A strange quantum effect, anticipated for decades, has now been demonstrated: you can make a cloud of gas invisible by making it cold and dense enough.
Lasers were employed by scientists at the Massachusetts Institute of Technology (MIT) to squeeze and cool lithium gas to densities and temperatures low enough to scatter less light. They claim that if they can chill the cloud to absolute zero (minus 459.67 degrees Fahrenheit, or minus 273.15 degrees Celsius), it will vanish totally. The novel method could be used to create light-suppressing materials for quantum computers to prevent data loss.
In a statement, senior author of the study, Wolfgang Ketterle, a professor of physics at MIT, stated, “What we’ve found is one very particular and simple form of Pauli blocking, which is that it prevents an atom from doing what all atoms would naturally do: scatter light.” “This is the first direct evidence that this effect exists, and it demonstrates a new physics phenomenon.”
When photons of light enter a cloud of atoms, the particles ping off each other like billiard balls, scattering photons in all directions and making the cloud visible. The Pauli effect kicks in when atoms are supercooled and ultra-squeezed, and the particles effectively have less area to scatter light, according to the MIT study. Instead of being scattered, the photons simply flow through.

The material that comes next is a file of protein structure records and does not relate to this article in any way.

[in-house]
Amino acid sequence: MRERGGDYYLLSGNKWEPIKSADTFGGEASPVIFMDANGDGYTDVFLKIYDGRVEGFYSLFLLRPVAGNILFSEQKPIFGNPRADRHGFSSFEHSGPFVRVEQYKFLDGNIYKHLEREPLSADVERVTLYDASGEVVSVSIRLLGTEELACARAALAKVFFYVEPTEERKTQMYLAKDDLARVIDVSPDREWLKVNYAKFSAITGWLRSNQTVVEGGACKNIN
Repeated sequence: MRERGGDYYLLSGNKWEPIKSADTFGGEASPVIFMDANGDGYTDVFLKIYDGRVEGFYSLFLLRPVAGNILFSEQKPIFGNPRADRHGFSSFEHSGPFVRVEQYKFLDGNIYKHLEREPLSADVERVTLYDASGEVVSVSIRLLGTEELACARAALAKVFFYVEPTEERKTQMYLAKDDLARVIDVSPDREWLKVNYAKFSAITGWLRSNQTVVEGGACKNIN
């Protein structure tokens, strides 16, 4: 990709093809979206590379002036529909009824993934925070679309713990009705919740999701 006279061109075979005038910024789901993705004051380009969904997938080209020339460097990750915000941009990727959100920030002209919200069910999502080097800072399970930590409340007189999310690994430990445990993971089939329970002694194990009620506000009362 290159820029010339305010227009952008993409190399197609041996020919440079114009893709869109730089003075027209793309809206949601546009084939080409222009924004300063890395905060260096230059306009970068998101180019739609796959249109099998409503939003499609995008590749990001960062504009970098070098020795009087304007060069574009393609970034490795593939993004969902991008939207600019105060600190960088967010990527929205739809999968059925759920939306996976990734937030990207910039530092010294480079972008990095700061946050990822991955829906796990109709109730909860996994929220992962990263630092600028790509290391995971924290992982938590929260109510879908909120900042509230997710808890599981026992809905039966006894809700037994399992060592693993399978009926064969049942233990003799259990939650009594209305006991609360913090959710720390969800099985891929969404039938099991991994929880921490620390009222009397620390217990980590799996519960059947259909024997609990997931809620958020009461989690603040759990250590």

The physicists noticed this phenomenon in a cloud of lithium atoms during their tests. The atoms scattered less light as they became colder and denser, and they became progressively darker.
The researchers believe that if they could push the temperatures further lower, to absolute zero, the cloud would vanish completely.
The team’s findings, published in Science, are the first to show Pauli blocking’s effect on atom-light scattering. This impact was anticipated 30 years ago but has only recently been observed.
Now that the Pauli blocking effect has been shown, researchers may be able to exploit it to produce light-blocking materials. This would be especially beneficial for quantum computers, which are currently hampered by quantum de-coherence.